Three years into their written correspondence, and nearly one year into their debate on barbarism and civilization, the proportions of the "controversy" between Robert E. Howard (REH) and H.P. Lovecraft (HPL) expands with each exchange of letters. As the controversy advances, and at times intensifies, secondary topics that began without any intended connection to the debate become more and more directed toward this one issue, to the point that sometimes in discussing them, either the criticism or the defense of civilization is explicitly mentioned by one or the other. This is especially the case in their conversations about the relative value of the mind vs. the body, of art and intellect vs. other human endeavors (especially contrasting creativity and commerce), and the extent of human freedom and the degree to which different types of societies allow for it.
Letter 82: REH to HPL (June 15, 1933)
REH opens the current letter expressing happiness that they have come to terms with their apparently merely semantic argument about the value of the mental and the physic. Though with regard to the value of art, REH yet has much to argue, taking a decidedly commercial stand. He claims that the reason he writes as a profession is not out of a desire to create, but because of the money, and the freedom writing affords him. He respects that the joy of creativity can be "the breath of life" for artists, but denies a special status for creativity for its own sake, or to recognize special privileges for those engaged in it. Further, while he denies being an anti-intellectual, he refuses to "indiscriminately worship" intellectuals (592). And he admits to resenting the "sneers of the sophisticated" and hating anything that reflects a "supercilious viewpoint" (594). He denies special privilege and judges men on their merits alone:
"A man is only a man, regardless of how many books he has read, or written. Neither wealth nor erudition gives him any more fundamental rights than is due any man. That’s why I love the memory of the frontier; there a man was not judged by what he had or what he knew, but by what he was" (594).Here, perhaps, REH demonstrates some vulnerability. The detestation and hatred which he admits to feeling seems to be born out of the sting of some slight, whether real or perceived. As he says, "I’ll be damned if I can see any reason why they should be loved and worshiped by the people they flay as boobs, morons and fools" (592). It seems only natural, then, that REH would long to return to a state in which his qualities would be recognized and valued, rather than criticized and depreciated.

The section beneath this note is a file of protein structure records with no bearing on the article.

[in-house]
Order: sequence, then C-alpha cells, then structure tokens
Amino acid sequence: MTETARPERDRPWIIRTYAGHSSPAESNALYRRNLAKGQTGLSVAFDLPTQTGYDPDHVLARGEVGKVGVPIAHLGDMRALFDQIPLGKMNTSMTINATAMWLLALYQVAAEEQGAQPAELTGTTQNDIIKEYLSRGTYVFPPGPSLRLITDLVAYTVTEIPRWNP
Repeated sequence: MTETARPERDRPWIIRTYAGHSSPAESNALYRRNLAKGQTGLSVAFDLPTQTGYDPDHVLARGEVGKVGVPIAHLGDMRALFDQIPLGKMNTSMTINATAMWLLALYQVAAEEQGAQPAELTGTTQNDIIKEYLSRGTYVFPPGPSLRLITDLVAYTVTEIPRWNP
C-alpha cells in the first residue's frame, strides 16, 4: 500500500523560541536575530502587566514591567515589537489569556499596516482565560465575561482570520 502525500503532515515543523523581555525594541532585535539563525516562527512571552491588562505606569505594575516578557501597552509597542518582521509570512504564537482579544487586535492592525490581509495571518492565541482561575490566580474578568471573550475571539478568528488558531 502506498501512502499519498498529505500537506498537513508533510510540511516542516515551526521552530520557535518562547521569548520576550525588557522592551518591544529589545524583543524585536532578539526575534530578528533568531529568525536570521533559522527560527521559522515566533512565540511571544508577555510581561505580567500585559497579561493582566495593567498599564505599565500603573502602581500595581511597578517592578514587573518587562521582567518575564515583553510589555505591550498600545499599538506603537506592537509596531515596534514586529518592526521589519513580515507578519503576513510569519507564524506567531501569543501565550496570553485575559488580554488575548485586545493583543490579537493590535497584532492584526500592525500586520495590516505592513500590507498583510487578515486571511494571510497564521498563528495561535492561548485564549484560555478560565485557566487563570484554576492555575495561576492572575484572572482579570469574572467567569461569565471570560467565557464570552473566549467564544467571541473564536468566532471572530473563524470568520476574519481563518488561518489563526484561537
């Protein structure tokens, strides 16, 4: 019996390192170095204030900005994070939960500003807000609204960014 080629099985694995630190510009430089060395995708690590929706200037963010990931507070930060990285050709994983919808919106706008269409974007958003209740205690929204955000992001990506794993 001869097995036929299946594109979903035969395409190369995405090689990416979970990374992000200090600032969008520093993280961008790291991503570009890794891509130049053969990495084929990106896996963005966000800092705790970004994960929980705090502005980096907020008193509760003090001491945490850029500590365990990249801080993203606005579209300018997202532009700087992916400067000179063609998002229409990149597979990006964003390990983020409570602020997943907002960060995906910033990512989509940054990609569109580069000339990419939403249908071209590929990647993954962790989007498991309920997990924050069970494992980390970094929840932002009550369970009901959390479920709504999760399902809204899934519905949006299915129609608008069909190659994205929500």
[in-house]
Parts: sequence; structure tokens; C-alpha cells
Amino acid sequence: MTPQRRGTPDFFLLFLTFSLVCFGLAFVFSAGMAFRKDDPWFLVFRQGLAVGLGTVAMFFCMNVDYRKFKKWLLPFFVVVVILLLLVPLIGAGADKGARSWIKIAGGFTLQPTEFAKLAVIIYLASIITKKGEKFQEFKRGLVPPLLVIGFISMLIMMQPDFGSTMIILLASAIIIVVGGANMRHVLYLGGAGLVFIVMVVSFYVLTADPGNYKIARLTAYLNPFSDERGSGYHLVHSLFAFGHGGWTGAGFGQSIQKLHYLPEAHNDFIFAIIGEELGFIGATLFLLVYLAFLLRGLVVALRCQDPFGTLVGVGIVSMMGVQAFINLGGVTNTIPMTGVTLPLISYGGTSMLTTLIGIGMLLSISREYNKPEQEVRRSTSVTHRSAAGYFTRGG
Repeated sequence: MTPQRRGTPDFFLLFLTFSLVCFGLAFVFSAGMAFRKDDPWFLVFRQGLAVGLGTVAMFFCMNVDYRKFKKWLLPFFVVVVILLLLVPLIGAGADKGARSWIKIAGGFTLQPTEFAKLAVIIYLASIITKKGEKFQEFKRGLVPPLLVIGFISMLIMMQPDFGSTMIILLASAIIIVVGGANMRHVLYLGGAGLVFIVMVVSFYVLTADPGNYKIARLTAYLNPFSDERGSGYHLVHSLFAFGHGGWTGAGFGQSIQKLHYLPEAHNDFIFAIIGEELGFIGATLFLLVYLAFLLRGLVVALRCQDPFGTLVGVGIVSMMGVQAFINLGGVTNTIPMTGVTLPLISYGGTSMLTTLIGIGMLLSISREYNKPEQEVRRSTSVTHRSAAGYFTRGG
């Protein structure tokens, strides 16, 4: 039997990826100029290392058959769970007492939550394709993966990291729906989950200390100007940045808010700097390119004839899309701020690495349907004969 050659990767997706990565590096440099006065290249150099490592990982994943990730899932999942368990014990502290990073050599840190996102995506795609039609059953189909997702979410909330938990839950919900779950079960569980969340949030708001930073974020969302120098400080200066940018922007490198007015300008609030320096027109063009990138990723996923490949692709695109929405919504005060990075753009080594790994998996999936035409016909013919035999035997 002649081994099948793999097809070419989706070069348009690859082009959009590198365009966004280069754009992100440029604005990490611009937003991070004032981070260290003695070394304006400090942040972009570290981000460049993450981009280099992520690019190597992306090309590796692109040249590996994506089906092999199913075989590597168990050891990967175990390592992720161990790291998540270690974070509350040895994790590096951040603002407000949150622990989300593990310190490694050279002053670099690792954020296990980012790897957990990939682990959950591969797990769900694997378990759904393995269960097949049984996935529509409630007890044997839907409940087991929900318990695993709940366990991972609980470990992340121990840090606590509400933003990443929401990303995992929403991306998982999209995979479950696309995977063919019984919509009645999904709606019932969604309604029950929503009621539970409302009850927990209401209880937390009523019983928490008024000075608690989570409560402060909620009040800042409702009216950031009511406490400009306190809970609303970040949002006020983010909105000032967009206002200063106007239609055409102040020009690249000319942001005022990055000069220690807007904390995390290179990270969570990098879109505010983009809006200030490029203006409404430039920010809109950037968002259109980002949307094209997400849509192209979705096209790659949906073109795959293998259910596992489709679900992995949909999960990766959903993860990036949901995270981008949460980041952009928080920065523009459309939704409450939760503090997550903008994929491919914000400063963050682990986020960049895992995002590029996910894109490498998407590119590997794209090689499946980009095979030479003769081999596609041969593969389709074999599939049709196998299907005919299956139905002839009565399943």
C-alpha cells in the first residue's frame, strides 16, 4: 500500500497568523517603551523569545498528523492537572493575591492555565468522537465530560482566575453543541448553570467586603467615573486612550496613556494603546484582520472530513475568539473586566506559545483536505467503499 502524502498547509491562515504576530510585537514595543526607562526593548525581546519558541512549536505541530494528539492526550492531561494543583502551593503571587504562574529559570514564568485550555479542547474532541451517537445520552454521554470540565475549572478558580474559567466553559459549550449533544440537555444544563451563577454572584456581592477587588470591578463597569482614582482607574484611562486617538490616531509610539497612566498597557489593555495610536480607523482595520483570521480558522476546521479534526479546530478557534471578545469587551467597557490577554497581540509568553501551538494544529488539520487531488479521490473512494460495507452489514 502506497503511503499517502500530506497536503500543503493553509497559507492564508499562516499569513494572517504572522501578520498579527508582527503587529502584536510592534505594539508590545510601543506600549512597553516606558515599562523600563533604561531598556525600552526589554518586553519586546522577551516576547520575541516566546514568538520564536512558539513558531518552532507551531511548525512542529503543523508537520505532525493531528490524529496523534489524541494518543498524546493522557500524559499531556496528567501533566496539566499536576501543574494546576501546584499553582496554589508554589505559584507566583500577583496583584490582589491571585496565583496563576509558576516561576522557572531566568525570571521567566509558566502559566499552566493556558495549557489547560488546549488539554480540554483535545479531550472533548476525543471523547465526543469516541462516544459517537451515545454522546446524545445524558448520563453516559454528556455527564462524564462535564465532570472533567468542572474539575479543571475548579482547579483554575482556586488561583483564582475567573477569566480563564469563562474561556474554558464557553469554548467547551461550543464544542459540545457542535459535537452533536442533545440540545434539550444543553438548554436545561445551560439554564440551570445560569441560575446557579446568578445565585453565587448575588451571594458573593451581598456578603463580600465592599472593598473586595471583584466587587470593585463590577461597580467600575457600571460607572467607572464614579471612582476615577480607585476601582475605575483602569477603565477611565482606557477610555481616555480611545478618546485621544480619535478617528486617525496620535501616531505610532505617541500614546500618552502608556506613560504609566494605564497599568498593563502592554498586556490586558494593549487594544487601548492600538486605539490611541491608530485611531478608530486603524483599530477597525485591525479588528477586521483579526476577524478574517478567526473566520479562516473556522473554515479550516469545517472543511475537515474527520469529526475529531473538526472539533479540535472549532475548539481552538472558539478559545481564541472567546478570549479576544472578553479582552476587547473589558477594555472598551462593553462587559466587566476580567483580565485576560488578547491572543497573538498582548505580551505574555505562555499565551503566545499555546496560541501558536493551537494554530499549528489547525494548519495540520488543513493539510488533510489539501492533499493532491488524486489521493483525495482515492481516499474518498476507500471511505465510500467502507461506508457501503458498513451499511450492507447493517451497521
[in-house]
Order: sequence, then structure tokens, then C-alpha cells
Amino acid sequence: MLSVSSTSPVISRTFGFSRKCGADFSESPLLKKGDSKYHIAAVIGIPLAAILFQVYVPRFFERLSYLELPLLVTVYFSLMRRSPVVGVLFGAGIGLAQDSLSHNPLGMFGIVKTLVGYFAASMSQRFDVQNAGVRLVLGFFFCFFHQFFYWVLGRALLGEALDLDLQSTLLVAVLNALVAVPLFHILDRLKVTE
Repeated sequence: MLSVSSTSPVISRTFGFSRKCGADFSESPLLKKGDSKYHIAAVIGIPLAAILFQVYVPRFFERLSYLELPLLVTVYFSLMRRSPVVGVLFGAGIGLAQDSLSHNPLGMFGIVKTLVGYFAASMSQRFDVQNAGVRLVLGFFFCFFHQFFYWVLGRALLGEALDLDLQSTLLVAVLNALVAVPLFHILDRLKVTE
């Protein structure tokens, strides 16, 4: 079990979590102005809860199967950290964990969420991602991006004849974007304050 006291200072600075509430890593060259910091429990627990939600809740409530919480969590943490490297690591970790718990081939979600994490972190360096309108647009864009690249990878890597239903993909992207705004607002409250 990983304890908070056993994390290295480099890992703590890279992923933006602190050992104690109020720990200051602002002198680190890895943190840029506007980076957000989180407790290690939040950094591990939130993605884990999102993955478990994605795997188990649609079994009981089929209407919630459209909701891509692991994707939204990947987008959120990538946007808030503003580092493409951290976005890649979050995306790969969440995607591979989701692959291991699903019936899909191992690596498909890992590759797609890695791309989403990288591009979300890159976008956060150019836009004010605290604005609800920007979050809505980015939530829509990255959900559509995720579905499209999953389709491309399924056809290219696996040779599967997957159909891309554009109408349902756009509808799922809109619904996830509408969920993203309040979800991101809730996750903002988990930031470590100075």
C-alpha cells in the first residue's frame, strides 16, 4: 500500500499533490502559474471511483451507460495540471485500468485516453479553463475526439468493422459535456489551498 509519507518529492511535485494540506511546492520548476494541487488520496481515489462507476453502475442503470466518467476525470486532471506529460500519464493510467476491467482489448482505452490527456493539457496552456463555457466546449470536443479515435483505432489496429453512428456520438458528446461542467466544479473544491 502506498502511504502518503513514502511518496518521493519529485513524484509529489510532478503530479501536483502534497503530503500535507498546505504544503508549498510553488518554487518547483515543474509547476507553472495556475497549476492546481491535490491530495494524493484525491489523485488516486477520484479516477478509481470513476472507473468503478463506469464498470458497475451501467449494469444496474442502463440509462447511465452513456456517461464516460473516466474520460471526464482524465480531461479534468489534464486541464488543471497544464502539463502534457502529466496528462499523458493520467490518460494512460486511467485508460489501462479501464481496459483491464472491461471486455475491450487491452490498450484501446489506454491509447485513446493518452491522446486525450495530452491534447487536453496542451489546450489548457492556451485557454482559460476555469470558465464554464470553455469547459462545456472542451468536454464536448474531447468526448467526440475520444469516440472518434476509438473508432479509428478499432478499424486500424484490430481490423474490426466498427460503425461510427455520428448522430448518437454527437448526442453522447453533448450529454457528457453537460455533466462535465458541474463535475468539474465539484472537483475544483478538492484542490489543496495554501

Naturally REH then turns to the ongoing topic of freedom, which on previous occasions he identified as his supreme value. Despite this zeal, REH disassociates from "wild-haired young Liberals," and admits to knowing that his desire to live on the frontier is impossible. Nevertheless, he yet yearns for open land and to be free of the "wearisome things of civilization," like taxes, crowds, noise, unemployment, bank failures, gang extortions, and laws (594-5). While he is not one of those youngsters "clamoring for freedom," he seems to identify with their clamoring, speculating that it is "because of unrest and dissatisfaction with present conditions; I don’t believe this machine age gives full satisfaction in a spiritual way . . ." (596). Then turning again to the frontier, he further maintains that it holds an advantage for a certain type of person:
"Naturally, the frontier was hardly the place for a man who preferred life of scholarly ease; no criticism of such a man involved. But that a good many men did consider the frontier preferable to a more settled form of life is evident by the mere fact of its occupation by people from more civilized parts" (596).These "thousands and thousands" of men who sought the frontier, he argues further, were not inferior, nor broken, as is commonly thought, but wild and adventurous. This description harkens back to REH’s previous mentions of "extraverted" and hyper-vitalized types who will always be restless in domesticated society. He, like them, seek escape from the confinement of civilized life, not out of some defect, but out of their active character, which should not be looked down upon.
|Frontier Expansion in the New America|
When he turns to the formal topic of barbarism and civilization, REH appears to be a master of brevity in comparison to HPL. Whereas the section on the present debate in HPL’s last letter takes up 11 pages (as formatted in A Means to Freedom), REH’s response is less than a page and a half. Up to this point, it seemed that REH’s view of barbarism was informed by the American frontier, even in this same letter. But also, he had previously mentioned it in defense of barbarism a number of times. But here REH distinguishes the two: "The American frontiersman was not a barbarian; he was simply a highly specialized type" (596). Rather, the type of barbarism that he has in mind and defends is that of the (Celtic) Gauls and (Germanic) Goths. It would seem that REH has split his argument, dealing with the frontier and barbarism separately.
With respect to Gothic barbarism, REH denies idealizing anything, and then admits that if he does exaggerate, he does so no more than HPL does. They are both doing the same thing, REH says: highlighting the strong points of their respective positions, and deemphasizing the weak ones. REH seems to understand here that the debate (at least as currently framed) is at an impasse, but by drawing the equivalence between their arguments he seems to be attempting to deflate HPL’s sense of superiority, which to REH might be the most irksome aspect of this controversy. Continuing, REH says that if he is exaggerating the sufferings in civilization, then HPL is exaggerating the suffering of the barbarian. Indeed, according to REH, HPL’s suffering barbarian is a "20th century scholar brutally thrust into alien and barbaric environments" (597). In short, REH accuses HPL of judging barbarism by modern standards.